Born in 1952 in Baltimore, Maryland, Robin Quivers began her professional career in the military before rising to national prominence as the unlikely co-host of The Howard Stern Show. Working alongside the most controversial man in radio got her to the Radio Hall of Fame, but the journey wasn’t without adversity, controversy, and even hate from the African-American community. See omnystudio.com/listener for privacy information.
11 | Big Boy

11 | Big Boy

2023-11-1533:09

Born Kurt Alexander, Big Boy went from working as a bodyguard for the Pharcyde to the leading voice of hip-hop radio in Los Angeles. Once he was hired at Power 106 as a nighttime and afternoon DJ, he was unstoppable. And he was loved–by guests and listeners alike. He’s a husband, a father, a son, an inductee into the Radio Hall of Fame, his name is immortalized in a star on Hollywood Boulevard – and he survived an epic battle to become the King of the Los Angeles airwaves. Big Boy is the embodiment of will and determination, a man who from the very beginning had to do what he had to do to survive, and then thrived. See omnystudio.com/listener for privacy information.
12 | Sway Calloway

12 | Sway Calloway

2023-11-2232:36

The Bay Area’s own Sway Calloway began his career as a rapper but all that changed when he landed his first radio gig co-hosting a show on San Francisco’s KMEL. At the time, the Oakland music scene was bubbling up with acts like E-40 and Too Shoot gaining local acclaim. But the scene was constantly overshadowed by Los Angeles and New York City. Sway brought the Bay to the USA. And not just to the airwaves, but as a news correspondent on MTV – a move that opened doors and landed Sway some of the biggest interviews any disc or video jockey has ever seen. See omnystudio.com/listener for privacy information.
13 | Wendy Williams

13 | Wendy Williams

2023-11-2932:06

Today we know her as an iconic TV host, business woman, writer, comedian, and actress. But Wendy Williams first rose to prominence as New York City’s #1 “Shock Jocktress.” Her journey was filled with hurdles and obstacles. From being one of the few Black people in her neighborhood growing up in Asbury Park, New Jersey, to graduating almost last academically in high school, Wendy never gave up. Listeners will learn more about how through many personal and professional trials and tribulations, Wendy persevered to achieve new heights and land in the National Radio Hall of Fame. See omnystudio.com/listener for privacy information.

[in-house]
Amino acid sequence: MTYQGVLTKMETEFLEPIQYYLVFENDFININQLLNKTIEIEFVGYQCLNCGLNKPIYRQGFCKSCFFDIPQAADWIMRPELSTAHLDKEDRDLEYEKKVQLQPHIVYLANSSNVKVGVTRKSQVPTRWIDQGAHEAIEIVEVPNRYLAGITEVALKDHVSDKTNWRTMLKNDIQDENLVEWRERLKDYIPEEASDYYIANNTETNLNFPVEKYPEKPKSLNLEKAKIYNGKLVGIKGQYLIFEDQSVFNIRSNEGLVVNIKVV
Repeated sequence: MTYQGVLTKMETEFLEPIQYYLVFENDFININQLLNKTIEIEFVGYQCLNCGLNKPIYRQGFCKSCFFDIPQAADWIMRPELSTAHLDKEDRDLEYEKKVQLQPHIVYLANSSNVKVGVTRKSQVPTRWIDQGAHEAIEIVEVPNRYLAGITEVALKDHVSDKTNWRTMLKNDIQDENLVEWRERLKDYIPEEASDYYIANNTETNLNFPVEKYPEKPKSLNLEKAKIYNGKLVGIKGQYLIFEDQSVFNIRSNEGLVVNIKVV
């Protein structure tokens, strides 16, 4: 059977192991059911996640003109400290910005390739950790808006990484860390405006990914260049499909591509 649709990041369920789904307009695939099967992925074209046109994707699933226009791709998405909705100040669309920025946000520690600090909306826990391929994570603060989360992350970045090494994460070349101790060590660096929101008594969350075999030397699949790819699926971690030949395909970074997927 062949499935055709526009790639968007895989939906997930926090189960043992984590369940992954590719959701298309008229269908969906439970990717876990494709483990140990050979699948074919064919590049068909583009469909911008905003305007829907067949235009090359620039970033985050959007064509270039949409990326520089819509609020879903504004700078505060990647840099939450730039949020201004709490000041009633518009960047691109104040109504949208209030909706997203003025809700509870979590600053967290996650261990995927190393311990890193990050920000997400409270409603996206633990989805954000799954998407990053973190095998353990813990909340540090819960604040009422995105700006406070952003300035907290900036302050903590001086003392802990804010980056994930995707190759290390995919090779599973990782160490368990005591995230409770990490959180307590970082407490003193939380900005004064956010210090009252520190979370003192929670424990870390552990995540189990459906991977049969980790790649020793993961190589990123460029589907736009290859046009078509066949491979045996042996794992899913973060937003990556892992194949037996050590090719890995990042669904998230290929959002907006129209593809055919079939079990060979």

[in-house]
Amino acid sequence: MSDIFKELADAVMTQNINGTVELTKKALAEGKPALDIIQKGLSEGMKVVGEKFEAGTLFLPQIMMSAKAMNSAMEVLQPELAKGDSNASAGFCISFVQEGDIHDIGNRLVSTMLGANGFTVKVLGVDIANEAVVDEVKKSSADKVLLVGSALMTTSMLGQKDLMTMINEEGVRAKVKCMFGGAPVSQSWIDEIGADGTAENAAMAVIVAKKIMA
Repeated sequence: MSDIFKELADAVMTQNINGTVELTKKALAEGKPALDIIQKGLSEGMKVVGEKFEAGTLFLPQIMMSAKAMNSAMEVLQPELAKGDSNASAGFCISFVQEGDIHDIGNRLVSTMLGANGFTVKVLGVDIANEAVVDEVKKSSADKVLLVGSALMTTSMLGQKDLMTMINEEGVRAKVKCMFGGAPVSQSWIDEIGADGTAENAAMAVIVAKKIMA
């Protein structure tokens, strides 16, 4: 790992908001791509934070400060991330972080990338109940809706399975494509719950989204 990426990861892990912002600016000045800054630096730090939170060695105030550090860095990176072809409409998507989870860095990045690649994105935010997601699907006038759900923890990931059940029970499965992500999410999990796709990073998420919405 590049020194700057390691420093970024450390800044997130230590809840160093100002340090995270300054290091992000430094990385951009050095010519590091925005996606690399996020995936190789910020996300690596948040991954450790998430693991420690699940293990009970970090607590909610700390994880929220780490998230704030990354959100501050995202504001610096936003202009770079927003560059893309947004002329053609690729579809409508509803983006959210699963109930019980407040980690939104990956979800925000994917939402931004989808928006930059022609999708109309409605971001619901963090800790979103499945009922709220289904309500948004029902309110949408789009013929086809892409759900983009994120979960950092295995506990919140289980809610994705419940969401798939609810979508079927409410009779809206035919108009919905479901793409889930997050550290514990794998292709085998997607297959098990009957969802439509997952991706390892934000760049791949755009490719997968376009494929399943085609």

Born Lenard McKelvey in the small town of Moncks Corner, South Carolina, Charlamagne tha God has become one of the most important people in the history of radio and TV. His journey wasn’t easy. In this episode we’ll learn how being fired from The Wendy Williams Show, and then being fired from his own show in Philadelphia, propelled him to the top of the media world as one third of the World’s Most Dangerous Morning Show, The Breakfast Club. Tune in to hear the unprecedented journey of Charlemagne and how it landed him to the Radio Hall of Fame. See omnystudio.com/listener for privacy information.
This bonus episode features a conversation between AMPLIFY COLOR host Ryan Cameron and Allan Coye, SVP, Digital Strategy & Business Development and GM of Interval Presents at Warner Music Group. Learn all about a life in radio as Ryan reminisces about his journey on the airwaves, the people he’s met and things he’s learned, and also what the future of the medium holds and how Black voices will continue to shape it.  See omnystudio.com/listener for privacy information.
Comments (1)

Tanna Owens

Thanks for the information... https://www.mycvshr.website/

Oct 4th